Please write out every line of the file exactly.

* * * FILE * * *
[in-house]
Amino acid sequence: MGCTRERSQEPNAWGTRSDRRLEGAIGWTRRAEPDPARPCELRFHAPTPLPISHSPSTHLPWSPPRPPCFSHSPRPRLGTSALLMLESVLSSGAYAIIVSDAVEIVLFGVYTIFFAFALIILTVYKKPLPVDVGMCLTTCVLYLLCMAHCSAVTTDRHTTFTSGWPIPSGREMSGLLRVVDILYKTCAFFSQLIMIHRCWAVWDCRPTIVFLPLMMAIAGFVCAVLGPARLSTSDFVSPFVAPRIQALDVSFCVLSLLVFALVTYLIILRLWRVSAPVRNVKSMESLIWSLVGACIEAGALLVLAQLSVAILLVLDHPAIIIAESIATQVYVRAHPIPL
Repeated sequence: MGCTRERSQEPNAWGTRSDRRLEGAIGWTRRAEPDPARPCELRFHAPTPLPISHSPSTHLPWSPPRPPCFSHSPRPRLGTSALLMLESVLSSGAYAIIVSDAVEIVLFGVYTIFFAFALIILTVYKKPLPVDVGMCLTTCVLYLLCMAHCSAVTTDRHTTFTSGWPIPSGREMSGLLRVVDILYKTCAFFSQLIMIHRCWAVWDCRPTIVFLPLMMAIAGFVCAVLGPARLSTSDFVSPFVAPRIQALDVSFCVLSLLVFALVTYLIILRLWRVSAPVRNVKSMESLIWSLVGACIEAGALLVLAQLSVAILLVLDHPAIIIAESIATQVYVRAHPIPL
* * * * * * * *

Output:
[in-house]
Amino acid sequence: MGCTRERSQEPNAWGTRSDRRLEGAIGWTRRAEPDPARPCELRFHAPTPLPISHSPSTHLPWSPPRPPCFSHSPRPRLGTSALLMLESVLSSGAYAIIVSDAVEIVLFGVYTIFFAFALIILTVYKKPLPVDVGMCLTTCVLYLLCMAHCSAVTTDRHTTFTSGWPIPSGREMSGLLRVVDILYKTCAFFSQLIMIHRCWAVWDCRPTIVFLPLMMAIAGFVCAVLGPARLSTSDFVSPFVAPRIQALDVSFCVLSLLVFALVTYLIILRLWRVSAPVRNVKSMESLIWSLVGACIEAGALLVLAQLSVAILLVLDHPAIIIAESIATQVYVRAHPIPL
Repeated sequence: MGCTRERSQEPNAWGTRSDRRLEGAIGWTRRAEPDPARPCELRFHAPTPLPISHSPSTHLPWSPPRPPCFSHSPRPRLGTSALLMLESVLSSGAYAIIVSDAVEIVLFGVYTIFFAFALIILTVYKKPLPVDVGMCLTTCVLYLLCMAHCSAVTTDRHTTFTSGWPIPSGREMSGLLRVVDILYKTCAFFSQLIMIHRCWAVWDCRPTIVFLPLMMAIAGFVCAVLGPARLSTSDFVSPFVAPRIQALDVSFCVLSLLVFALVTYLIILRLWRVSAPVRNVKSMESLIWSLVGACIEAGALLVLAQLSVAILLVLDHPAIIIAESIATQVYVRAHPIPL